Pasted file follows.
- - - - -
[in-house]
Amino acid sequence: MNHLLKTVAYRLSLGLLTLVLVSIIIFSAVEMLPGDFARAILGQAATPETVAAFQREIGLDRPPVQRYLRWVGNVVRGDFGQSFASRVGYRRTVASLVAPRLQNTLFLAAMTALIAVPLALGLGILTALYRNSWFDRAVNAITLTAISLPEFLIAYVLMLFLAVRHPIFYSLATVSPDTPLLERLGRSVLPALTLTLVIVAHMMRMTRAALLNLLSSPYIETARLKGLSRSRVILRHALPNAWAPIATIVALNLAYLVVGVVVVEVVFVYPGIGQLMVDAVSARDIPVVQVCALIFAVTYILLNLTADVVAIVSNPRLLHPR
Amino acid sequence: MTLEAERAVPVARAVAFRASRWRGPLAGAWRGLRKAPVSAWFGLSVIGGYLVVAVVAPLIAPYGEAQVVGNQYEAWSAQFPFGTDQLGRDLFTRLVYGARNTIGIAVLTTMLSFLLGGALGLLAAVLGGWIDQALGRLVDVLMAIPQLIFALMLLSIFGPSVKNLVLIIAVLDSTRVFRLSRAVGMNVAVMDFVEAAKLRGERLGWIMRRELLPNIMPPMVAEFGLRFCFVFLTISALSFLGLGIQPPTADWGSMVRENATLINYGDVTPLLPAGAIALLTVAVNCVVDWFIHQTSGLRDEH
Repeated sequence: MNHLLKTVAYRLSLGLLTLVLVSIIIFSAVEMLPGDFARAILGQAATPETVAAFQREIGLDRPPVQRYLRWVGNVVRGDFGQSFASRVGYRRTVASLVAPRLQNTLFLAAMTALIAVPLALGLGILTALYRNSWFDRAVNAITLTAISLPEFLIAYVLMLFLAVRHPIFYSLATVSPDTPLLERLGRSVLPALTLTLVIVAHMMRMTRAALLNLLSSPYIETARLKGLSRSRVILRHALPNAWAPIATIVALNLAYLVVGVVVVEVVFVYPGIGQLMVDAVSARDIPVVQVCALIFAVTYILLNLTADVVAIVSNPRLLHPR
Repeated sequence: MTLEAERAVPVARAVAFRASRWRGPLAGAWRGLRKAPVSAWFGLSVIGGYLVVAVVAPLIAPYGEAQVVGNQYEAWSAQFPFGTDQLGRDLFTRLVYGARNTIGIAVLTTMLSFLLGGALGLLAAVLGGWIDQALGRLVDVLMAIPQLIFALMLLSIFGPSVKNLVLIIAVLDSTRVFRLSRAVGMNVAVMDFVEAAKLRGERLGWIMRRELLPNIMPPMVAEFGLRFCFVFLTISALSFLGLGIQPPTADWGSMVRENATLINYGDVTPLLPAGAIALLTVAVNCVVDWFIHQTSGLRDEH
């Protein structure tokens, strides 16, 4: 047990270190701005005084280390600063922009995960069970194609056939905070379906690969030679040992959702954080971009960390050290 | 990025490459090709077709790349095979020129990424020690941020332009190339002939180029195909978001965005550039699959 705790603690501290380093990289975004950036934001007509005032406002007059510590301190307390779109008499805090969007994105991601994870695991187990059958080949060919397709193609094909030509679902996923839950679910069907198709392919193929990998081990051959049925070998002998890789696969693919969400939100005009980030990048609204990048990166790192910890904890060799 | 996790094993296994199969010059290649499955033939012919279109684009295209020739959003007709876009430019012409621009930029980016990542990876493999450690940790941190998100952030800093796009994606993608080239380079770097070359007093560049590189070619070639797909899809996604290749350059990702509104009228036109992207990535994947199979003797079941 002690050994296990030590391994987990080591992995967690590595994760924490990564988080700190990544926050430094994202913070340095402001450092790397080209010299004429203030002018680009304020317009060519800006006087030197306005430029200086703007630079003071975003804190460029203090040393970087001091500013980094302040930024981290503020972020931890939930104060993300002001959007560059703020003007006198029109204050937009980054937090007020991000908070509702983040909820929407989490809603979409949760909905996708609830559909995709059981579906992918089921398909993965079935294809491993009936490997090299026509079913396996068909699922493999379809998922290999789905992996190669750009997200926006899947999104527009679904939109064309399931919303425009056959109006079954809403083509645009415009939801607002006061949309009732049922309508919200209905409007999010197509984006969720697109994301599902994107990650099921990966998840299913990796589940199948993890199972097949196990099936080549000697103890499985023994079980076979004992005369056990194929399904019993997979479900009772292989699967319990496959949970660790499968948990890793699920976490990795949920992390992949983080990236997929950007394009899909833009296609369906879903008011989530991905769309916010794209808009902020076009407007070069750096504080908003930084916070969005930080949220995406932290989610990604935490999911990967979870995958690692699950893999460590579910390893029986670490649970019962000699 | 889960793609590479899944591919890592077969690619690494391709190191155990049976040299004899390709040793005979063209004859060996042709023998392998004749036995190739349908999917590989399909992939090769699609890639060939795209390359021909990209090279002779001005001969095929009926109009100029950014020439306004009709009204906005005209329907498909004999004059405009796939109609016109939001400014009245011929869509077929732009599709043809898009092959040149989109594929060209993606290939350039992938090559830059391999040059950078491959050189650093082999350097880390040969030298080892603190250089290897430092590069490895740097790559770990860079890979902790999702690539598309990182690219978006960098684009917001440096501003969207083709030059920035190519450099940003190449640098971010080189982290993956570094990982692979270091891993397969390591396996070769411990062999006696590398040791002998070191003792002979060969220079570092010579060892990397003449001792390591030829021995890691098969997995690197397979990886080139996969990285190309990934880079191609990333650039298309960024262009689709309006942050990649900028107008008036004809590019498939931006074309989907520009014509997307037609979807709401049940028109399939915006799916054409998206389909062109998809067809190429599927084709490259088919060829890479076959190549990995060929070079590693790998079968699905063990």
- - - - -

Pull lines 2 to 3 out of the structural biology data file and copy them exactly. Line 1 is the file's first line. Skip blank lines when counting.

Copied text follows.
Amino acid sequence: MNHLLKTVAYRLSLGLLTLVLVSIIIFSAVEMLPGDFARAILGQAATPETVAAFQREIGLDRPPVQRYLRWVGNVVRGDFGQSFASRVGYRRTVASLVAPRLQNTLFLAAMTALIAVPLALGLGILTALYRNSWFDRAVNAITLTAISLPEFLIAYVLMLFLAVRHPIFYSLATVSPDTPLLERLGRSVLPALTLTLVIVAHMMRMTRAALLNLLSSPYIETARLKGLSRSRVILRHALPNAWAPIATIVALNLAYLVVGVVVVEVVFVYPGIGQLMVDAVSARDIPVVQVCALIFAVTYILLNLTADVVAIVSNPRLLHPR
Amino acid sequence: MTLEAERAVPVARAVAFRASRWRGPLAGAWRGLRKAPVSAWFGLSVIGGYLVVAVVAPLIAPYGEAQVVGNQYEAWSAQFPFGTDQLGRDLFTRLVYGARNTIGIAVLTTMLSFLLGGALGLLAAVLGGWIDQALGRLVDVLMAIPQLIFALMLLSIFGPSVKNLVLIIAVLDSTRVFRLSRAVGMNVAVMDFVEAAKLRGERLGWIMRRELLPNIMPPMVAEFGLRFCFVFLTISALSFLGLGIQPPTADWGSMVRENATLINYGDVTPLLPAGAIALLTVAVNCVVDWFIHQTSGLRDEH